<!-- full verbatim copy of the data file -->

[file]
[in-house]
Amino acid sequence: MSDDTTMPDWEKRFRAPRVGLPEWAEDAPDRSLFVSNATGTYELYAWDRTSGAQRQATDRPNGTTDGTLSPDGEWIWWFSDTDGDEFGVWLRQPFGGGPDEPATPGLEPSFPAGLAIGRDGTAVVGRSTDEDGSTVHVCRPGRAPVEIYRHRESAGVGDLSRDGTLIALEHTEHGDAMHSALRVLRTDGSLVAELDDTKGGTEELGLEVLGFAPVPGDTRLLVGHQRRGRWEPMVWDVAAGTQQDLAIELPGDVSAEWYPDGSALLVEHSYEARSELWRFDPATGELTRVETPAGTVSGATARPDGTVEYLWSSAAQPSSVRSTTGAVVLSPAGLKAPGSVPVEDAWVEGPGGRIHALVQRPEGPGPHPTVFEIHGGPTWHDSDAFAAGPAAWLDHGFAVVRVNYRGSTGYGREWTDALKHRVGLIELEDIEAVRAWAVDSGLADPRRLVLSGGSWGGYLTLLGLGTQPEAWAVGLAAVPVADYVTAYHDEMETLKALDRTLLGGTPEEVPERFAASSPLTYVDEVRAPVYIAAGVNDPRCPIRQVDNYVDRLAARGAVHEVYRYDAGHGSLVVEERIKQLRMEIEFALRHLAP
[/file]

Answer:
[in-house]
Amino acid sequence: MSDDTTMPDWEKRFRAPRVGLPEWAEDAPDRSLFVSNATGTYELYAWDRTSGAQRQATDRPNGTTDGTLSPDGEWIWWFSDTDGDEFGVWLRQPFGGGPDEPATPGLEPSFPAGLAIGRDGTAVVGRSTDEDGSTVHVCRPGRAPVEIYRHRESAGVGDLSRDGTLIALEHTEHGDAMHSALRVLRTDGSLVAELDDTKGGTEELGLEVLGFAPVPGDTRLLVGHQRRGRWEPMVWDVAAGTQQDLAIELPGDVSAEWYPDGSALLVEHSYEARSELWRFDPATGELTRVETPAGTVSGATARPDGTVEYLWSSAAQPSSVRSTTGAVVLSPAGLKAPGSVPVEDAWVEGPGGRIHALVQRPEGPGPHPTVFEIHGGPTWHDSDAFAAGPAAWLDHGFAVVRVNYRGSTGYGREWTDALKHRVGLIELEDIEAVRAWAVDSGLADPRRLVLSGGSWGGYLTLLGLGTQPEAWAVGLAAVPVADYVTAYHDEMETLKALDRTLLGGTPEEVPERFAASSPLTYVDEVRAPVYIAAGVNDPRCPIRQVDNYVDRLAARGAVHEVYRYDAGHGSLVVEERIKQLRMEIEFALRHLAP